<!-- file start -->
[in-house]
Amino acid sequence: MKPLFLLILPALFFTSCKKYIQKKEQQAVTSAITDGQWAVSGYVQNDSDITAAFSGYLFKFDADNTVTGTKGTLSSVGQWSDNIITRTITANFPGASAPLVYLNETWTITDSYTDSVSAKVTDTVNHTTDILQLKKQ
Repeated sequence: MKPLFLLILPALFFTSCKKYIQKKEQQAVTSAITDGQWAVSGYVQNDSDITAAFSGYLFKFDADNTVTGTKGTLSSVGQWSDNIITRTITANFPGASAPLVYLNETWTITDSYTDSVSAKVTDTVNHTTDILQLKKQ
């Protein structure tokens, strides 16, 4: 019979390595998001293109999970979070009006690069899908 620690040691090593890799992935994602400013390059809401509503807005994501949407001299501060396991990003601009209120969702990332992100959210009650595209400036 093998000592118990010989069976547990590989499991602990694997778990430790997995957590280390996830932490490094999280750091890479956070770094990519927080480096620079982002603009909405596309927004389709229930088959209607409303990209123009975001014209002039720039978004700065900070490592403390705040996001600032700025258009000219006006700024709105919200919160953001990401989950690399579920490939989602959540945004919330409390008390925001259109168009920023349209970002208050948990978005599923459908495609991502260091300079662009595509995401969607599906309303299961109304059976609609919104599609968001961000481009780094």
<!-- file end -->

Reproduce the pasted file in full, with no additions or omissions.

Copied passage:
[in-house]
Amino acid sequence: MKPLFLLILPALFFTSCKKYIQKKEQQAVTSAITDGQWAVSGYVQNDSDITAAFSGYLFKFDADNTVTGTKGTLSSVGQWSDNIITRTITANFPGASAPLVYLNETWTITDSYTDSVSAKVTDTVNHTTDILQLKKQ
Repeated sequence: MKPLFLLILPALFFTSCKKYIQKKEQQAVTSAITDGQWAVSGYVQNDSDITAAFSGYLFKFDADNTVTGTKGTLSSVGQWSDNIITRTITANFPGASAPLVYLNETWTITDSYTDSVSAKVTDTVNHTTDILQLKKQ
């Protein structure tokens, strides 16, 4: 019979390595998001293109999970979070009006690069899908 620690040691090593890799992935994602400013390059809401509503807005994501949407001299501060396991990003601009209120969702990332992100959210009650595209400036 093998000592118990010989069976547990590989499991602990694997778990430790997995957590280390996830932490490094999280750091890479956070770094990519927080480096620079982002603009909405596309927004389709229930088959209607409303990209123009975001014209002039720039978004700065900070490592403390705040996001600032700025258009000219006006700024709105919200919160953001990401989950690399579920490939989602959540945004919330409390008390925001259109168009920023349209970002208050948990978005599923459908495609991502260091300079662009595509995401969607599906309303299961109304059976609609919104599609968001961000481009780094």